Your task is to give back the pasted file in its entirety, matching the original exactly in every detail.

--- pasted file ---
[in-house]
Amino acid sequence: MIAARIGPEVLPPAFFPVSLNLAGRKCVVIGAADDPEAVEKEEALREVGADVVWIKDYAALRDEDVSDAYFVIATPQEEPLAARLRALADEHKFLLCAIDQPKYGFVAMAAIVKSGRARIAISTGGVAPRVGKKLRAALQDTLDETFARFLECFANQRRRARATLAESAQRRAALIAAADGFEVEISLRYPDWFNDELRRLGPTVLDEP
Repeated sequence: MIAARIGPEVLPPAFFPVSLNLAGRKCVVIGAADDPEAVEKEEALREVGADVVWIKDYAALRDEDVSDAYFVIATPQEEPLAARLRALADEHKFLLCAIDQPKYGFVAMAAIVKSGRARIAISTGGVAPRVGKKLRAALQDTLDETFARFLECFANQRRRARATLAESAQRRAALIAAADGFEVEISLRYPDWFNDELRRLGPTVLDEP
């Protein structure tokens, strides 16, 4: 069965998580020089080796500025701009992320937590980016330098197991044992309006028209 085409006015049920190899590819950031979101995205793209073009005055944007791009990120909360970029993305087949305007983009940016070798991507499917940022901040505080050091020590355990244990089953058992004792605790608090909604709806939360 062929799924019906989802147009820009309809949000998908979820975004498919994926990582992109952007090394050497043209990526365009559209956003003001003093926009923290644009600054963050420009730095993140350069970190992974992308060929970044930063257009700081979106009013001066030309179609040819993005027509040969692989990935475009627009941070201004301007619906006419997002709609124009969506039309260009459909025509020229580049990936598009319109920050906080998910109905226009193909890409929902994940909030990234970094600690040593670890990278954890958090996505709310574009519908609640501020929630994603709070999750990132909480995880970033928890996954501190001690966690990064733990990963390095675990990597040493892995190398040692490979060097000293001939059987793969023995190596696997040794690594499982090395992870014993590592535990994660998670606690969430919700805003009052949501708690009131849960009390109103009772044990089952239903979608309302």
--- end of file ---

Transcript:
[in-house]
Amino acid sequence: MIAARIGPEVLPPAFFPVSLNLAGRKCVVIGAADDPEAVEKEEALREVGADVVWIKDYAALRDEDVSDAYFVIATPQEEPLAARLRALADEHKFLLCAIDQPKYGFVAMAAIVKSGRARIAISTGGVAPRVGKKLRAALQDTLDETFARFLECFANQRRRARATLAESAQRRAALIAAADGFEVEISLRYPDWFNDELRRLGPTVLDEP
Repeated sequence: MIAARIGPEVLPPAFFPVSLNLAGRKCVVIGAADDPEAVEKEEALREVGADVVWIKDYAALRDEDVSDAYFVIATPQEEPLAARLRALADEHKFLLCAIDQPKYGFVAMAAIVKSGRARIAISTGGVAPRVGKKLRAALQDTLDETFARFLECFANQRRRARATLAESAQRRAALIAAADGFEVEISLRYPDWFNDELRRLGPTVLDEP
């Protein structure tokens, strides 16, 4: 069965998580020089080796500025701009992320937590980016330098197991044992309006028209 085409006015049920190899590819950031979101995205793209073009005055944007791009990120909360970029993305087949305007983009940016070798991507499917940022901040505080050091020590355990244990089953058992004792605790608090909604709806939360 062929799924019906989802147009820009309809949000998908979820975004498919994926990582992109952007090394050497043209990526365009559209956003003001003093926009923290644009600054963050420009730095993140350069970190992974992308060929970044930063257009700081979106009013001066030309179609040819993005027509040969692989990935475009627009941070201004301007619906006419997002709609124009969506039309260009459909025509020229580049990936598009319109920050906080998910109905226009193909890409929902994940909030990234970094600690040593670890990278954890958090996505709310574009519908609640501020929630994603709070999750990132909480995880970033928890996954501190001690966690990064733990990963390095675990990597040493892995190398040692490979060097000293001939059987793969023995190596696997040794690594499982090395992870014993590592535990994660998670606690969430919700805003009052949501708690009131849960009390109103009772044990089952239903979608309302």